There are no two ways about it — Jaguar’s roadster is gorgeous. Ian Callum has successfully hinted at the car’s classic heritage, yet the F-Type must be judged on its own merits, aggressive yet sleek, feminine yet hard-edged. It’s been a long time coming, but Jaguar is back with a snarling growl, and a passionate sense of purpose. The Bentley GTC Speed is, of course, a good deal more understated. No less potent under the bonnet, but at first glance ‘a bit less shouty’. The problem for the third nominee, the Mercedes E 400 Cab, is that it feels rather ordinary; be it the way it drives or looks. So round one goes to the Jaguar because, well, just look at it, while the lightly mauled Merc makes an early exit.
Despite its all-aluminium construction the F-Type weighs in at more than 1,600kg, though that’s no problem if you specify the V8 S. Its phenomenal 5.0-litre engine puts out 488bhp and 625Nm of torque, delivered through an eight-speed ZF auto ’box. And boy does it deliver. Smart engineering means that the torque converter is used only as you pull away, after which it’s locked up and you effectively have automatic use of fixed gears. Combined with engine management to control power delivery during gear changes, it’s a slick system that’s satisfying in use on both road and track.
Of course you get what you pay for in life, and if you pay over a million for a convertible, you’ll get the Speed. Some might consider that a lot of money for a car with a fabric roof and kilos of body stiffening, but not if they’ve ever fired up the GTC’s fabulous twin-turbo 6.0-litre W12 and revelled in its awesomeness. Effortless cruising, not sportscar theatricals, is the name of the game this Bentley likes to play, and it does so, so well, that frankly it’ll beat any contenders. Round two to the Bentley then — just.
A convertible means different things to different folks; some want a sportscar to fling through the bends, some want to cruise sedately at weekends and be cocooned in comfort, whilst others want a daily driver, only occasionally dropping the roof. The F-Type covers all those bases beautifully, and taller drivers will have no problems sitting comfortably under the raised roof. Just don’t expect to use the F-Type for a romantic getaway — there’s barely enough room in the tiny boot for a change of socks.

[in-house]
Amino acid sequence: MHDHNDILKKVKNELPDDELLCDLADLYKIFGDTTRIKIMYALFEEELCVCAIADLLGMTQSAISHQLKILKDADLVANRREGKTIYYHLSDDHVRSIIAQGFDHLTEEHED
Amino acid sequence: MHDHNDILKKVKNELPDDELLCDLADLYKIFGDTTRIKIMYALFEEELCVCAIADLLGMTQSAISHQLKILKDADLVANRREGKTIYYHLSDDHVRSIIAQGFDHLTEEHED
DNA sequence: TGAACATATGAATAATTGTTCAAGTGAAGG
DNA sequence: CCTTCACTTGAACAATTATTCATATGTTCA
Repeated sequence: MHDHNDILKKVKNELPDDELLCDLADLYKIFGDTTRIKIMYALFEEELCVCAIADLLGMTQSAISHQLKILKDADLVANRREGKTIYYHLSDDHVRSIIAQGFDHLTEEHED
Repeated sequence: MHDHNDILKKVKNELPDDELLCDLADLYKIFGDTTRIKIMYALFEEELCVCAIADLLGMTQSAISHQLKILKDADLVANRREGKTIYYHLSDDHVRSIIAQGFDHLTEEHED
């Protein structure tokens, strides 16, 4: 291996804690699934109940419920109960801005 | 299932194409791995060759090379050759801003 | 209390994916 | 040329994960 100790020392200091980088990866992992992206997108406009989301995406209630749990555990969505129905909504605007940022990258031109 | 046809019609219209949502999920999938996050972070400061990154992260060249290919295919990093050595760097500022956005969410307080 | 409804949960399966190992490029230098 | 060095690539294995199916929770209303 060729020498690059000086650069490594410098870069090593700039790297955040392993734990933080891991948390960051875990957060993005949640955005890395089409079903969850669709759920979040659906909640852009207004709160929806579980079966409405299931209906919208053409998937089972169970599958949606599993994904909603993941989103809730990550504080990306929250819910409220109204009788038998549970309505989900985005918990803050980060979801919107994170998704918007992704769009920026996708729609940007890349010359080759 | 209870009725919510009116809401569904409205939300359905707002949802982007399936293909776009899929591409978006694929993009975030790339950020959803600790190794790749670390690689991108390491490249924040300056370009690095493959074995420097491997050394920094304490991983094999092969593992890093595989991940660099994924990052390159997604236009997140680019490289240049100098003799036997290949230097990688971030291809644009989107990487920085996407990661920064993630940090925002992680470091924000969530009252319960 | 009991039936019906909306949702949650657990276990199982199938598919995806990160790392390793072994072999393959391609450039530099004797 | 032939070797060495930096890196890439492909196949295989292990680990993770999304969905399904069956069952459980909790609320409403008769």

At two and a half tonnes you’ll not be flinging the GTC round a racetrack, but point the bonnet at Muscat and you’ll be there in the blink of an eye, and, if you’re not careful, the blink of a dozen speed cameras. All-wheel drive gets to grips with mountains of torque, whilst the compliant suspension and smart electronics maintain a serene ride for its occupants. That roof takes a while to raise and lower, but when you’re driving a Bentley, being the centre of attention for a few extra seconds is no great hardship.
Unlike the F-Type, there’s room in the boot for enough luggage for a fortnight’s holiday, probably to be taken in the South of France. But it’s still round three to the Jaguar because it’s so invigorating to drive, and sounds so spectacular, we’ll overlook the fact that it’s ‘cargo challenged’.
There was a danger that the F-Type had too much to live up to in the shadow of the E-Type, that it might somehow disappoint, yet the world over, critics have been unanimous in their praise. And as good as the Bentley may be, right now Jaguar’s got its claws out, and is tearing up the opposition. So it’s the Jaguar F-Type that wins Convertible of the Year.
There, there, nice pussy cat.